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Danny Baldwin
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PostPosted: 11.07.2006 6:39 am    Post subject: Reply with quote

Just realized I'd been ignoring this thread for the past few weeks...anyhow...in preferential order:



Flags of Our Fathers (Eastwood, 2006)

The Notorious Bettie Page (Harron, 2006)

Mini's First Time (Guthe, 2006)

The Break-Up (Reed, 2006)



I wasn't befuddled by the non-linear structure of Eastwood's latest to the extent that most have been, but that doesn't mean I didn't find it to be a mess. Then again, I'm not so sure that's a bad thing; after all, the general thesis is that war, itself, is messy. Solid performances all around from the young cast; Jesse Bradford doesn't seem to be receiving the acclaims that Ryan Phillipe and Adam Beach have been, but he was my personal favorite.



The Break Up seems to have been lauded by the same crowd that dismisses unconventional commentaries on relationships as being whiny and boring. But, I'll tell ya what: at least those films usually have something to say. It's as if Jennifer Anniston and Vince Vaughn think their movie is "real" because it has a lot of fighting and a "realistically pessimistic" ending. I just found it to be annoying.
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beltmann
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PostPosted: 11.07.2006 7:10 pm    Post subject: Reply with quote

For a satisfyingly realistic ending to a romantic comedy, try The Puffy Chair.
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Danny Baldwin
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PostPosted: 11.07.2006 7:14 pm    Post subject: Reply with quote

beltmann wrote:
For a satisfyingly realistic ending to a romantic comedy, try The Puffy Chair.


Definitely will give it a try. The only mainstream movie this year to do it right, I think, was The Last Kiss, but even that was a remake.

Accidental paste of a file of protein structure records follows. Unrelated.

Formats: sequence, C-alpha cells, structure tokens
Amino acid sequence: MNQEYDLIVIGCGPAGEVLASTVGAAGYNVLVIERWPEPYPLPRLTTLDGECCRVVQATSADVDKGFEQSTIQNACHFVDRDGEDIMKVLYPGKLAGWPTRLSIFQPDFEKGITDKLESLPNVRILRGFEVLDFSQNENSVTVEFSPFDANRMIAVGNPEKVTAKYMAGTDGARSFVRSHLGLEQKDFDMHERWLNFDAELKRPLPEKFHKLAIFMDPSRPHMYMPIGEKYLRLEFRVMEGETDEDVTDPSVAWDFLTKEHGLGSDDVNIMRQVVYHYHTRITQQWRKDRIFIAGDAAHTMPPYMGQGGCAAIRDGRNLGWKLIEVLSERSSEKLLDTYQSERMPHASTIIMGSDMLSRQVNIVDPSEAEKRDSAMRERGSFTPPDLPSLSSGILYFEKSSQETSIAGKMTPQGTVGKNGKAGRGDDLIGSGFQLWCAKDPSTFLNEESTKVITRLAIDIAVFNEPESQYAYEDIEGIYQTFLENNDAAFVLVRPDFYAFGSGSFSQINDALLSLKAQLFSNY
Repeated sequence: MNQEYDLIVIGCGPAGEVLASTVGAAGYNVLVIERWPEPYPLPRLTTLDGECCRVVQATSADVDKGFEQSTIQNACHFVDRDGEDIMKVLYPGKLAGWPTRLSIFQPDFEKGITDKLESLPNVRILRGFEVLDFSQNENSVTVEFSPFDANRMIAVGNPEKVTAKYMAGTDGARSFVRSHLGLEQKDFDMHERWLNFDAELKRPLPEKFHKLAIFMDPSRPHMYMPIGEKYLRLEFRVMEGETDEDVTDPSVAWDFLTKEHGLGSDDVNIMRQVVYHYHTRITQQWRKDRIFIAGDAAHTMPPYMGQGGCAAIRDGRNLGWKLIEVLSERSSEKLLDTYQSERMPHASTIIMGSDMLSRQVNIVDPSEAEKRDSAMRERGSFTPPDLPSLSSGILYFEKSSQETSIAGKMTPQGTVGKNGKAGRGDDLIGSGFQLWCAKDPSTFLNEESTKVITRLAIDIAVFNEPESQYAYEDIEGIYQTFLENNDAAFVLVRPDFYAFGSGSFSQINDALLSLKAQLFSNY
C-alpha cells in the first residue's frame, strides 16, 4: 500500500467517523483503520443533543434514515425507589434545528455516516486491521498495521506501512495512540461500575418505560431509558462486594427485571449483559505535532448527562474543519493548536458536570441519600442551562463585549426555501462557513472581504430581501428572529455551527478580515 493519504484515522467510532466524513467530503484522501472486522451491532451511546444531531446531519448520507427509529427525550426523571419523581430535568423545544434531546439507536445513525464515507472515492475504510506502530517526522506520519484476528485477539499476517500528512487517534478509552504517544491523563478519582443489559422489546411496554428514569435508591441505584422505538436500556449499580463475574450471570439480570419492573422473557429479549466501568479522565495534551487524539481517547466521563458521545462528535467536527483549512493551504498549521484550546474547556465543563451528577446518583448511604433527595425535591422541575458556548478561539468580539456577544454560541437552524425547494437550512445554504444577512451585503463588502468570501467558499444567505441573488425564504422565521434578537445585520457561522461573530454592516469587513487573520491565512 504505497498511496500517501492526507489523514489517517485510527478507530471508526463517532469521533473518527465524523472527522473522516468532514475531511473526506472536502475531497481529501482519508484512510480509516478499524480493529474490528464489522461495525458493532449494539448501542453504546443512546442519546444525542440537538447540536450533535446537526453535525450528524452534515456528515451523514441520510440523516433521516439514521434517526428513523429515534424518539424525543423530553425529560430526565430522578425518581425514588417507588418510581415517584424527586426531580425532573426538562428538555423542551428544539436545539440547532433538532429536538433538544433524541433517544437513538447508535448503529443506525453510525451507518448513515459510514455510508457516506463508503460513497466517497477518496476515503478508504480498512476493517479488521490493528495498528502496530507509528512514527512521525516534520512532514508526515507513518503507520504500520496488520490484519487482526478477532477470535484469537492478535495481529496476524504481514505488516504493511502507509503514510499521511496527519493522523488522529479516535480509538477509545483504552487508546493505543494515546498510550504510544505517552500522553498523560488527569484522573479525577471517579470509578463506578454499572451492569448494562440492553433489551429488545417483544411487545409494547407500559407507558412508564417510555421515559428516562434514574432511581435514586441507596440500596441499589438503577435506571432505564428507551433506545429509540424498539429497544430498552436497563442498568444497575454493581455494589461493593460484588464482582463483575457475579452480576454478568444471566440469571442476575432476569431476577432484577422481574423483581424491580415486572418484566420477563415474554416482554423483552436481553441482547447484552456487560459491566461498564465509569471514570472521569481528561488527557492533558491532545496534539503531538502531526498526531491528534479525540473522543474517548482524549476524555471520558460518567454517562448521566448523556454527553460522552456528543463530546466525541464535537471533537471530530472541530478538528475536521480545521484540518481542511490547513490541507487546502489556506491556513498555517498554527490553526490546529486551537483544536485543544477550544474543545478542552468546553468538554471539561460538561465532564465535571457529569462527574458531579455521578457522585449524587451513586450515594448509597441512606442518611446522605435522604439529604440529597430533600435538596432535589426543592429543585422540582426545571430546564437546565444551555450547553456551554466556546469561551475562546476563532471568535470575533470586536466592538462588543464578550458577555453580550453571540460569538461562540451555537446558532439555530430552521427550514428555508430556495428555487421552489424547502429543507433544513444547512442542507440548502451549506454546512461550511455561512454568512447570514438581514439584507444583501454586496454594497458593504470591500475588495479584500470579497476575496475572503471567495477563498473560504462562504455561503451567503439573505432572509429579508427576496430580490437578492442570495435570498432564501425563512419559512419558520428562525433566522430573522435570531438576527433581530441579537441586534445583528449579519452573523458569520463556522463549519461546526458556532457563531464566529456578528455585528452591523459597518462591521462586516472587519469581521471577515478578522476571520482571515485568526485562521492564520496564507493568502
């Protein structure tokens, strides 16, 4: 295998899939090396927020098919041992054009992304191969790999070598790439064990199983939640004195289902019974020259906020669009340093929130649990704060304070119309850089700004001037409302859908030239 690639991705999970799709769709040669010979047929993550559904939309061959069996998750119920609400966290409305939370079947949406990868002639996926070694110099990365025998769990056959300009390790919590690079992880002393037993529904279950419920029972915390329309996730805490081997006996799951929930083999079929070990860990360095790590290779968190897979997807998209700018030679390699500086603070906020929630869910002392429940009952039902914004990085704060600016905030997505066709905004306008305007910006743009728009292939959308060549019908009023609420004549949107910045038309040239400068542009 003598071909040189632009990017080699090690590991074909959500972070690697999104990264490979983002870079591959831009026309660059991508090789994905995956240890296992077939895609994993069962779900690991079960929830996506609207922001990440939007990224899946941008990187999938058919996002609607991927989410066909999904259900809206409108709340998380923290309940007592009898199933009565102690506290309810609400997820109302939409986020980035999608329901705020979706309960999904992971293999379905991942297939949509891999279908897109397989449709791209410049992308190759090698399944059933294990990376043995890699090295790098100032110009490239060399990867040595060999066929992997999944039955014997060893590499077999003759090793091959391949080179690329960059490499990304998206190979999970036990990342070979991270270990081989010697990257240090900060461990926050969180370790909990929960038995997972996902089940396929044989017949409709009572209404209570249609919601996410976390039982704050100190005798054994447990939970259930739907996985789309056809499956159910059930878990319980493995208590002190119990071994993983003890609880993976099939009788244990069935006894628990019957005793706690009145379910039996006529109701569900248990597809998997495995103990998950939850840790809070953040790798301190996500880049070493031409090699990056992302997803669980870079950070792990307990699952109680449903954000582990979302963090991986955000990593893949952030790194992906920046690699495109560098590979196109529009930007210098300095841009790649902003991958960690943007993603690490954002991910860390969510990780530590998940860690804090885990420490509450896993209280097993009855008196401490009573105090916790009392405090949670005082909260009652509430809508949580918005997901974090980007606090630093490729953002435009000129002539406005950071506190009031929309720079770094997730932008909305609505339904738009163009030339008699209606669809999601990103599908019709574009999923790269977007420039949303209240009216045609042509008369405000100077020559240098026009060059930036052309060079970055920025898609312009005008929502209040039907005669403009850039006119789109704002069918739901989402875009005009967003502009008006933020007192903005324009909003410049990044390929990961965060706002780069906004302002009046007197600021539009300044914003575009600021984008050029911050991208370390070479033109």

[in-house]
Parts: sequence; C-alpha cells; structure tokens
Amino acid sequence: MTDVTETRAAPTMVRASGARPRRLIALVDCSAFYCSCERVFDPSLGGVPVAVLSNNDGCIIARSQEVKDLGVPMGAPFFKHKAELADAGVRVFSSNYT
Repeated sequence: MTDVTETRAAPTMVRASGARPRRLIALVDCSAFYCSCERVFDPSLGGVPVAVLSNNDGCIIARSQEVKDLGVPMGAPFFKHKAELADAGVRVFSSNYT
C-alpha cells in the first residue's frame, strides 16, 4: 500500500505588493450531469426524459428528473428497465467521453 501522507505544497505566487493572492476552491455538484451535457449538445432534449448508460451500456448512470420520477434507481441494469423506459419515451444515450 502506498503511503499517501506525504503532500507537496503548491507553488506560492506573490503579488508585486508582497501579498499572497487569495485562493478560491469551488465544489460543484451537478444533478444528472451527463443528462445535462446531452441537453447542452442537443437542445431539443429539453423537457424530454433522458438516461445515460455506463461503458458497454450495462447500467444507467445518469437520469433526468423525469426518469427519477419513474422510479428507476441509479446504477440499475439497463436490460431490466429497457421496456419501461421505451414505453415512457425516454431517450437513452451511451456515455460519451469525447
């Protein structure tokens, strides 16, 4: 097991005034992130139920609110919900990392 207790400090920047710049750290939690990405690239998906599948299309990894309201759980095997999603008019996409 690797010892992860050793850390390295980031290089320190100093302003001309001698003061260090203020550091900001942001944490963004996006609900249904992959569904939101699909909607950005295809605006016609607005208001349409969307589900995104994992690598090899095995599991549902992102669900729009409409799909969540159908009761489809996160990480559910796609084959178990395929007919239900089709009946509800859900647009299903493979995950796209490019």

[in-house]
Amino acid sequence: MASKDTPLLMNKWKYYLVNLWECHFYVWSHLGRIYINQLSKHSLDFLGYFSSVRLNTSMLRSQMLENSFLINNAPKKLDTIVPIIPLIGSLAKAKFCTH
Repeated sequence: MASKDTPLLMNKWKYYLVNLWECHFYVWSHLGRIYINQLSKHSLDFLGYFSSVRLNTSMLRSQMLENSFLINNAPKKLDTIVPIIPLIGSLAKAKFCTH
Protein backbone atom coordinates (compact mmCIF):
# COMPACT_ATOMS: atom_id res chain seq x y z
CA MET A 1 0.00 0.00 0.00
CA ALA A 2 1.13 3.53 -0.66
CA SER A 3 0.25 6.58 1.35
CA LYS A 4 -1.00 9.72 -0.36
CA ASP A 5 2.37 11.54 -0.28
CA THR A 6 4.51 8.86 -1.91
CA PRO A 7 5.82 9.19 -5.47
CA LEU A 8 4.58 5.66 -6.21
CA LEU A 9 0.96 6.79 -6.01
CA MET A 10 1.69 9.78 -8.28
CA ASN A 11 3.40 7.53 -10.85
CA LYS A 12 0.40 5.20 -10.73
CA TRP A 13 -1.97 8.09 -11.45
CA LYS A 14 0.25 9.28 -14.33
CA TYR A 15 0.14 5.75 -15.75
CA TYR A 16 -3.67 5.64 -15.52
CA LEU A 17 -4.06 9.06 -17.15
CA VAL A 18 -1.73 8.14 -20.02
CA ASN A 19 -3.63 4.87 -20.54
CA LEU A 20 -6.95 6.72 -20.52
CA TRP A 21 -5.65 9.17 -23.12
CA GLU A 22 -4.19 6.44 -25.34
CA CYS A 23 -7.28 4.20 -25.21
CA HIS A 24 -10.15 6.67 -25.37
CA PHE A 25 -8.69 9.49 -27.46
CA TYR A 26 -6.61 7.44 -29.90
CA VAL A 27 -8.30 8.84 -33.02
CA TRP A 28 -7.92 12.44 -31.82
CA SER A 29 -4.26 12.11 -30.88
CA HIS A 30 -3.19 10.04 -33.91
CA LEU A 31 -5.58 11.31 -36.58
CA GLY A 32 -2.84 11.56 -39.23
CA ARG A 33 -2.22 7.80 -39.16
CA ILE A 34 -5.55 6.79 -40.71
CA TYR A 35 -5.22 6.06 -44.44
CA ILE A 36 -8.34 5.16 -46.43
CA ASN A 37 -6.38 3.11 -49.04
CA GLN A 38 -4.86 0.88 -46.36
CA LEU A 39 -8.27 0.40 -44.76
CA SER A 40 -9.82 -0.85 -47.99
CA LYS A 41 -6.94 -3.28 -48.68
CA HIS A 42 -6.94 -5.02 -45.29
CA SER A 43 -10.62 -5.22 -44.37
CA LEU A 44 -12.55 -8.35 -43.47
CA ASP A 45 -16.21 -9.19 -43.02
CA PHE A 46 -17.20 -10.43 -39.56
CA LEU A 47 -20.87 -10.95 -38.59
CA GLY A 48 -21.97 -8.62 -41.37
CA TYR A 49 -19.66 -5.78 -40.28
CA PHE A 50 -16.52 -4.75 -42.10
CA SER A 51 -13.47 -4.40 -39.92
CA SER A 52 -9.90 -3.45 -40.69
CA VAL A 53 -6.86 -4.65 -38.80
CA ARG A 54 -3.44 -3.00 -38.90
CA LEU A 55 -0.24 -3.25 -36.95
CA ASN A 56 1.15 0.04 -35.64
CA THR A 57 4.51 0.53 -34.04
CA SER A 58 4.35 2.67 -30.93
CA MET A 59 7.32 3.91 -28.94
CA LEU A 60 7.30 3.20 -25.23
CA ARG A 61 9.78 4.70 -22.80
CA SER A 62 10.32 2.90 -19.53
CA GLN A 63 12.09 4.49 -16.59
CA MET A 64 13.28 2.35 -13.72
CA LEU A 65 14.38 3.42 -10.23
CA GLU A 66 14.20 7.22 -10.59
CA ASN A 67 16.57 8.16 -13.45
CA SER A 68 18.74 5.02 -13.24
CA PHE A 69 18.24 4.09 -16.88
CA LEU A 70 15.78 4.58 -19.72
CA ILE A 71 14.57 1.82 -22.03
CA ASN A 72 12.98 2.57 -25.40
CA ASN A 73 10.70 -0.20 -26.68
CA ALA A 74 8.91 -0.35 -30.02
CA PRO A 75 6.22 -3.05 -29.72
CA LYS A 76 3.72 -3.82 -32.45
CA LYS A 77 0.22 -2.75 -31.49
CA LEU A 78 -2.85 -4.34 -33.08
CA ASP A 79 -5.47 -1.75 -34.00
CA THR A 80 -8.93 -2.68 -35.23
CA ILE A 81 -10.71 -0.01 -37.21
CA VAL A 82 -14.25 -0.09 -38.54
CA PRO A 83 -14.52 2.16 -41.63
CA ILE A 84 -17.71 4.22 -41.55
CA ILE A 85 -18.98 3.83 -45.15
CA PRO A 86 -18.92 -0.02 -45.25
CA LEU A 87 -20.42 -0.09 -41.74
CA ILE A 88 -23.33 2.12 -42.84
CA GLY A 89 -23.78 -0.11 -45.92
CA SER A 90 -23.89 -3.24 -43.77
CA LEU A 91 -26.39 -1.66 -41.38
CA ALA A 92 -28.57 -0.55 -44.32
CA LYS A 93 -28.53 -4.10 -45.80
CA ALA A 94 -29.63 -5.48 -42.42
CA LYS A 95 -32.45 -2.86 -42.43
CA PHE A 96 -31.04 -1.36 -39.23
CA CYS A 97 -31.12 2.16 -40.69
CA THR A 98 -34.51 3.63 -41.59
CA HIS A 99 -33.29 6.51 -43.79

(As a side-note, I caught NW creepin' around here at about 8:30 this morning. Show yourself!)
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beltmann
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PostPosted: 11.12.2006 8:19 pm    Post subject: Reply with quote

11/6 ? 11/12/06



In preferential order:



The Prestige / Christopher Nolan / USA / 2006

Street Fight / Marshall Curry / USA / 2005

Marie Antoinette / Sofia Coppola / USA / 2006

Flags of Our Fathers / Clint Eastwood / USA / 2006

Edmond / Stuart Gordon / USA / 2005

Bambi II / Brian Pimental / USA / 2006
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Jim Harper
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Joined: 29 Feb 2004
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PostPosted: 11.13.2006 8:23 pm    Post subject: Reply with quote

27/10/06 - 13/11/06

Carrie (dir. Brian De Palma, 1976)

Rosemary?s Baby (dir. Roman Polanski, 1968)

Piranha (dir. Joe Dante, 1978)

Half Light (dir. Craig Rosenberg, 2006)*

Dracula (dir. John Badham, 1979)*

Curse of the Mummy?s Tomb (dir. Michael Carreras, 1964)*

WarGames (dir. John Badham, 1983)

The Long Weekend (dir. Colin Eggleston, 1978)*

The Amityville Horror (dir. Stuart Rosenberg, 1979)

Serenity (dir. Joss Whedon, 2005)*

Amityville II: The Possession (dir. Damiano Damiani, 1982)*

A Candle for the Devil (dir. Eugenio Martin, 1970)*

Frailty (dir. Bill Paxton, 2001)

Ghosts of Mars (dir. John Carpenter, 2001)

The Omen (dir. John Moore, 2006)*

The Day of the Jackal (dir. Fred Zinnemann, 1973)*

A Chinese Ghost Story (dir. Siu-Tung Ching, 1987)



This week's favourite is definitely The Day of the Jackal, which I'd never sat down and seriously watched before. It's completely gripping, from the very start to the end, in a way that few thrillers are. You know what's going to happen (the assassination isn't going to succeed), but as with Memories of Murder, the director actually makes you forget the foregone conclusion. I can't believe I'd passed over opportunities to watch it in the past. Excellent.